Lowenstein's View: Wearables--hip or hype?

Mark Lowenstein

Wearables are the gadget world's equivalent of frozen yogurt shops: they're popping up all over. Signs of an accelerated hype cycle: analyst reports with hockey stick forecasts, conferences seemingly every other week, and a media frenzy over the next mass market digital gadgets… glasses and watches(!)

So far, the wearable market has been mainly oriented around products such as the Nike+ FuelBand, Fitbit, or Jawbone Up that track fitness activity, sleep patterns and vitals. Walk into Best Buy and you'll see about 20 lookalike products that do much of the same thing, offer a fairly limited range of functionality, and are aimed mainly at health and fitness enthusiasts. Already, this part of the market looks saturated to me.

But we're at an important juncture with respect to the wearable market. A large number of companies, across a broad range of industry sectors, are working on wearable products and technology. Several high-profile product launches are planned in the coming months. The key question is, whether wearables continue along their current trajectory--distinct, standalone products aimed at particular market segments--or whether there's the breakout gadget or concept that has broad market appeal, either as a new product category (like the smartphone or tablet), or functions as an important companion to the existing products in our digital lives.

I believe there are a few things that need to happen in order for wearables to become a mass market category.

Broader Range of Functionality. It appears that the "wristband" and the "watch" concepts are being designed for separate markets and with distinct functionality. But few consumers are going to buy both. The departure point for me would be a wearable device, such as a watch, that combines the functionality of today's wristbands and with location capability found in higher-end TomTom and Garmin watches. Capabilities would include:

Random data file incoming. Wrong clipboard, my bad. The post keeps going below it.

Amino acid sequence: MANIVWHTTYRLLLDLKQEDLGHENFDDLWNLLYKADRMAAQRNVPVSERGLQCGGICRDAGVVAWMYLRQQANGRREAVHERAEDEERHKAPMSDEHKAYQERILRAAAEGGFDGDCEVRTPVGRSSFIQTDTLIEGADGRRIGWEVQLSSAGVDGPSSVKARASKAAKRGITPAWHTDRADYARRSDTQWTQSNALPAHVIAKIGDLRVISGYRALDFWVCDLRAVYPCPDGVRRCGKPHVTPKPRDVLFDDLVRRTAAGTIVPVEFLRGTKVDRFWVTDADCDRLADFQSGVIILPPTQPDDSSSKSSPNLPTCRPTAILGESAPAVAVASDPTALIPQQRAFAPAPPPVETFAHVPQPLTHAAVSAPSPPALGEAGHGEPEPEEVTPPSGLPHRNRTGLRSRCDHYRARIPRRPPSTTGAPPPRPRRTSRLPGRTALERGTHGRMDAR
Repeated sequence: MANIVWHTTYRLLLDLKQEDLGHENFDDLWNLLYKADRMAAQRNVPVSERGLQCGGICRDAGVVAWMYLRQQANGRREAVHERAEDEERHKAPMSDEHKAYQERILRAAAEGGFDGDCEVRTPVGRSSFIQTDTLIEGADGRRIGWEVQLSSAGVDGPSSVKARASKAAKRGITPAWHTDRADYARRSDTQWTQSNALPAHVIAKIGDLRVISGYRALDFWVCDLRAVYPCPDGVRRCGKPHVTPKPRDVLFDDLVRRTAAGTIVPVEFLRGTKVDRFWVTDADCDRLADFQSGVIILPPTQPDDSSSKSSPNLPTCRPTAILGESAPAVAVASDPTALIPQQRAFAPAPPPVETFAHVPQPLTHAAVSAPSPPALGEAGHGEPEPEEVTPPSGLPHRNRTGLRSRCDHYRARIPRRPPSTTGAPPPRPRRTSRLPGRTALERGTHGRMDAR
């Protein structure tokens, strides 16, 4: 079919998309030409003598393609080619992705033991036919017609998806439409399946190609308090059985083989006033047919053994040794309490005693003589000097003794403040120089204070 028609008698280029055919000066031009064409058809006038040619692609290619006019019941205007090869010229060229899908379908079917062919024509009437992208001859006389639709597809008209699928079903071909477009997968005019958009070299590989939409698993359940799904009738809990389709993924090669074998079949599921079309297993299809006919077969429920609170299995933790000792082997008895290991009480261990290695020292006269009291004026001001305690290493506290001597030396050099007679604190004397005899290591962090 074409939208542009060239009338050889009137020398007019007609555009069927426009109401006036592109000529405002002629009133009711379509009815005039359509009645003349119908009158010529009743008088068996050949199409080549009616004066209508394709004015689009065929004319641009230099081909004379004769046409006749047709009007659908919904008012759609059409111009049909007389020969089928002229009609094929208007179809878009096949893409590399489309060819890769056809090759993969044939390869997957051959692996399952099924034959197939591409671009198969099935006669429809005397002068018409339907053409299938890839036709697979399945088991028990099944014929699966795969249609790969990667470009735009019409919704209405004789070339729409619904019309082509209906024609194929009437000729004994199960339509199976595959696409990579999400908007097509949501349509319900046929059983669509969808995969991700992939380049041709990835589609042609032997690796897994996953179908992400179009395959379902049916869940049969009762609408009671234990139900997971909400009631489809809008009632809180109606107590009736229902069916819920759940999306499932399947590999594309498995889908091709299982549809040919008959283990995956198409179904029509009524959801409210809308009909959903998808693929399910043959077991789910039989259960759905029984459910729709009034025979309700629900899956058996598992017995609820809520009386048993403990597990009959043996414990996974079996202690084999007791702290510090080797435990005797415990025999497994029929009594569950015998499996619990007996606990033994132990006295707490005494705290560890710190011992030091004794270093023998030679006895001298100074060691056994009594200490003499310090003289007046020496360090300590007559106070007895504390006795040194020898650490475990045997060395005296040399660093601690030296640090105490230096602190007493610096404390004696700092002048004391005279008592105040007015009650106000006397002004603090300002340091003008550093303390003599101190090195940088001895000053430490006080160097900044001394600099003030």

•  Fitness and activity tracking. Like today's wristband products, but would add location capability. For the real fitness enthusiast, a digital pedometer fails to capture many activities.
  • Body measurements. Weight, vitals, sleep, calories burned
  • Elevation and outdoor temperature

Navigation. We've seen navigation follow a trajectory from car-based system to PND to smartphone. The watch could be a very convenient companion device here, delivering step by step directions, providing traffic alerts, acting as a real-time compass, and providing a more accurate way of tracking activity.

Companion to Smartphone. This is where we have to think carefully about what type of functionality would be useful to have in a wearable device, since screen and input capability are limited. Think of how you pull the phone out of a pocket to check the time, confirm a calendar appointment, or quickly scan e-mail headers. This alerting/notification/quick scan capability would be the ideal companion to the smartphone. Features would include:

  •  Calendar--alerts, notifications, reminders
  •  Messaging--some combination of the "hub" concept, incorporating email, text, Facebook, Twitter, etc.--but with headers only and filtering mechanisms for most important/VIP/flagged.
  • Alerts/Notifications. This would cut across categories of apps that have an important alert/notification concept. Examples include calendar reminders, urgent to do items, traffic alerts, weather alerts, and so on.
  • Headlines. Breaking news, sports scores